The last time the Chronicle took a close look at Lower Bridger School, back in 2000, the century-old schoolhouse was in pretty rough shape.
Paint was peeling; windows were broken; shingles were missing; and the foundation needed serious work. The Bozeman School Board had declared the building obsolete and was ready to sell it to a Seattle man who wanted it for a hunting retreat.
But members of the canyon community rallied. They convinced the board to sell the building to them instead — for $1 — with the promise that the community would repair the school and use it as a community center.
It’s been nine years, and the community has kept its promise.
“It’s actually in very good condition, structure-wise,” said Eva Veltkamp, vice president of the Bridger Canyon Historic Preservation Association.
The association formed nine years ago to take ownership of the school. “The community has come together several times when it needed work done,” Veltkamp said.
The association recently received a $1,500 grant from the Montana Ghost Town Preservation Society to do some floor and window repairs and painting — polish work, really. The school is in good enough shape that it could almost be re-opened tomorrow, Veltkamp said.
Lower Bridger School sits at the corner of Kelly Canyon and Bridger Canyon roads. It’s so small that it almost defies the modern mental image of how big a grade school needs to be.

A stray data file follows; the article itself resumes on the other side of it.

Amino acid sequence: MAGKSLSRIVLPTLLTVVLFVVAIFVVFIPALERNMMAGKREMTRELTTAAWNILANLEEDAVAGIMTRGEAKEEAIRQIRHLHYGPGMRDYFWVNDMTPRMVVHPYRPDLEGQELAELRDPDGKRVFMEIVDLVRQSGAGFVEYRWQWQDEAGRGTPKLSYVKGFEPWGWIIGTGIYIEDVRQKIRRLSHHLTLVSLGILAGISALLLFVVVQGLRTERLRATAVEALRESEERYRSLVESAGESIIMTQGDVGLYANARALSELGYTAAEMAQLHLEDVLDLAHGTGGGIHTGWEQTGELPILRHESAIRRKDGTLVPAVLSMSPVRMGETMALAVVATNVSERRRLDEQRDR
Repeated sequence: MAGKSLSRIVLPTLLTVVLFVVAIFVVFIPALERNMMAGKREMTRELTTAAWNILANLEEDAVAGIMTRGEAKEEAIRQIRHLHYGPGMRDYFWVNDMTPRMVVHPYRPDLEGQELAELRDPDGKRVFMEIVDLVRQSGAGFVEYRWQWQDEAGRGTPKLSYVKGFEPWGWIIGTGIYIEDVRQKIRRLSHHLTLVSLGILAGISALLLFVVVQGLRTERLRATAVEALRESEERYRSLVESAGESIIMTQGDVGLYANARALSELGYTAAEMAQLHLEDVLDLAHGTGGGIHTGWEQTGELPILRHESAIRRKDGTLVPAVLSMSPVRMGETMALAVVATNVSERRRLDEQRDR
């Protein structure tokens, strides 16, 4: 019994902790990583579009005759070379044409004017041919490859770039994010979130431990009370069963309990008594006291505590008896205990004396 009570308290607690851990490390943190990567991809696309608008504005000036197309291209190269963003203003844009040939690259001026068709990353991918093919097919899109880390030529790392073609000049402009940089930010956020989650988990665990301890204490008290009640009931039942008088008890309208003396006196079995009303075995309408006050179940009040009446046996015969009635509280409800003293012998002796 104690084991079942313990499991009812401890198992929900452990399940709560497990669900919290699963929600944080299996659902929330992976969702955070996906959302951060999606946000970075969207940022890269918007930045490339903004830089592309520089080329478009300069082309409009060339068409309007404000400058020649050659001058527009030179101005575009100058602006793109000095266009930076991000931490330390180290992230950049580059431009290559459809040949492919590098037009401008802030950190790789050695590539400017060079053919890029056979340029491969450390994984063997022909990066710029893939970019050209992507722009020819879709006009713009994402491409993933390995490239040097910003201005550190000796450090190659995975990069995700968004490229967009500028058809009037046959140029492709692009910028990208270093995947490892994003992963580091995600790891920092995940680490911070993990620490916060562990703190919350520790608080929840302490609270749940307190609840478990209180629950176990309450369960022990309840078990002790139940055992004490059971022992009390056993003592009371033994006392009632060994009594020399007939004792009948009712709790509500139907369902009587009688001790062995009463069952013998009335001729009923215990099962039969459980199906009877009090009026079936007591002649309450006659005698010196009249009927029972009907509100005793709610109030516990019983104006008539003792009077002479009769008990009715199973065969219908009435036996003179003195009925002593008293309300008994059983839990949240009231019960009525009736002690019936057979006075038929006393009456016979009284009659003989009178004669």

It has two rooms, barely — a coat room was added sometime after the school was finished in 1900. Schoolwork was done in the relatively spacious classroom, which is still lined with chalkboards and filled with early 20th century books.
At its peak, about 15 students from all grades would have filled the room. It’s a kind of education Veltkamp knows well. Seventeen members of her family attended the lower school, and many more went to the Upper Bridger School, which Veltkamp herself attended in the 1940s and 1950s.
“I don’t feel like I missed out on a thing,” said the fourth-generation Bridger Canyon resident.
Lessons not learned could be picked up the next year by listening in when the teacher worked with the younger kids. And if you didn’t get it after that, well …
“What I missed, I didn’t need anyway,” she said.
Nowadays, the canyon community doesn’t use the Lower school as a gathering place as much anymore, not since the fire hall expanded two years ago to include a community center. And of course the kids all go to school in the city.
But Veltkamp said the school is still there for anyone who needs it.
And she hopes that’s the way it stays.
“When you lose your school, you lose your sense of community,” she said. “It’s part of our community. It’s hard to imagine the place without it.”
Do you or does someone you know do something, have something or enjoy something that’s a little weird or off-the-beaten-path? Send your story ideas to Michael Becker at [email protected] or call him at 582-2657.